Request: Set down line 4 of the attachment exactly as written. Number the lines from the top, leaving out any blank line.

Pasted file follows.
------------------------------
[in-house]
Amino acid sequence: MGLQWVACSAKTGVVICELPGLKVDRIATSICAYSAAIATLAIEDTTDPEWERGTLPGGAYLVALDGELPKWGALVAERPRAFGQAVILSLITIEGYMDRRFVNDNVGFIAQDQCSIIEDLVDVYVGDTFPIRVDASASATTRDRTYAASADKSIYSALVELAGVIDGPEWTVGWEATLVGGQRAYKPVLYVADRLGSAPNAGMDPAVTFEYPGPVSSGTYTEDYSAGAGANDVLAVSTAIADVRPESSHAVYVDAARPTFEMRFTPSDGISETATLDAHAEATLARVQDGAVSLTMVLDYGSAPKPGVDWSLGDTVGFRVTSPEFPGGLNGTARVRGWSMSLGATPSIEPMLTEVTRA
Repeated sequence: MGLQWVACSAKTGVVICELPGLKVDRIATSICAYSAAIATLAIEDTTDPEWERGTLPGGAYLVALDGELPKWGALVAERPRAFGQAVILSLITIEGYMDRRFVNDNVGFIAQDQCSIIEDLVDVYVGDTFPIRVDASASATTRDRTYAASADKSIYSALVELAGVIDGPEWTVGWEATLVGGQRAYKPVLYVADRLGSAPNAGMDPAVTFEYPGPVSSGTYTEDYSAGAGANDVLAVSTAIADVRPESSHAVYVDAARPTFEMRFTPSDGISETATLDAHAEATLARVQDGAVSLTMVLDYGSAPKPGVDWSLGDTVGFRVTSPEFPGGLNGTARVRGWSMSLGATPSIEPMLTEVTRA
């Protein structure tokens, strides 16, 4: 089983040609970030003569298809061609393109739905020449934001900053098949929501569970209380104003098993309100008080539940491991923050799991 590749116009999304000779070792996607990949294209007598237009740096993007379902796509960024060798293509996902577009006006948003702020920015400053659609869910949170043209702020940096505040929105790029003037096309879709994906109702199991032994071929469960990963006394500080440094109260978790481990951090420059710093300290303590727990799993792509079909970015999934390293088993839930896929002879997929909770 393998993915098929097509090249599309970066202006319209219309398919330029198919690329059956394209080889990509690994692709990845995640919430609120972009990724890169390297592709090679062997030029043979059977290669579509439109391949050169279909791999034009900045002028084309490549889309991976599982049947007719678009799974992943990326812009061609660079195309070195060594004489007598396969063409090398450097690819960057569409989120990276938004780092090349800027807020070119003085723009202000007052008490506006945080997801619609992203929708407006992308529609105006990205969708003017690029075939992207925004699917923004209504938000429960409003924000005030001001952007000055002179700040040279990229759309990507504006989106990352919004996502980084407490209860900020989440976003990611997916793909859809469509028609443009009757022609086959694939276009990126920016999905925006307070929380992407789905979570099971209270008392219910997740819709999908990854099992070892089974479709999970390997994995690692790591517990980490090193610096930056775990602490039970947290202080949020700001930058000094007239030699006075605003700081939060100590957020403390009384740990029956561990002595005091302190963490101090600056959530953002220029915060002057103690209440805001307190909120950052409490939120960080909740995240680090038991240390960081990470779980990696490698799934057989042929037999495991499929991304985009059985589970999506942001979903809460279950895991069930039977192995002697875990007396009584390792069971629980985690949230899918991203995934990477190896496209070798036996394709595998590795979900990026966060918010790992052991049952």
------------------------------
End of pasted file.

């Protein structure tokens, strides 16, 4: 089983040609970030003569298809061609393109739905020449934001900053098949929501569970209380104003098993309100008080539940491991923050799991 590749116009999304000779070792996607990949294209007598237009740096993007379902796509960024060798293509996902577009006006948003702020920015400053659609869910949170043209702020940096505040929105790029003037096309879709994906109702199991032994071929469960990963006394500080440094109260978790481990951090420059710093300290303590727990799993792509079909970015999934390293088993839930896929002879997929909770 393998993915098929097509090249599309970066202006319209219309398919330029198919690329059956394209080889990509690994692709990845995640919430609120972009990724890169390297592709090679062997030029043979059977290669579509439109391949050169279909791999034009900045002028084309490549889309991976599982049947007719678009799974992943990326812009061609660079195309070195060594004489007598396969063409090398450097690819960057569409989120990276938004780092090349800027807020070119003085723009202000007052008490506006945080997801619609992203929708407006992308529609105006990205969708003017690029075939992207925004699917923004209504938000429960409003924000005030001001952007000055002179700040040279990229759309990507504006989106990352919004996502980084407490209860900020989440976003990611997916793909859809469509028609443009009757022609086959694939276009990126920016999905925006307070929380992407789905979570099971209270008392219910997740819709999908990854099992070892089974479709999970390997994995690692790591517990980490090193610096930056775990602490039970947290202080949020700001930058000094007239030699006075605003700081939060100590957020403390009384740990029956561990002595005091302190963490101090600056959530953002220029915060002057103690209440805001307190909120950052409490939120960080909740995240680090038991240390960081990470779980990696490698799934057989042929037999495991499929991304985009059985589970999506942001979903809460279950895991069930039977192995002697875990007396009584390792069971629980985690949230899918991203995934990477190896496209070798036996394709595998590795979900990026966060918010790992052991049952």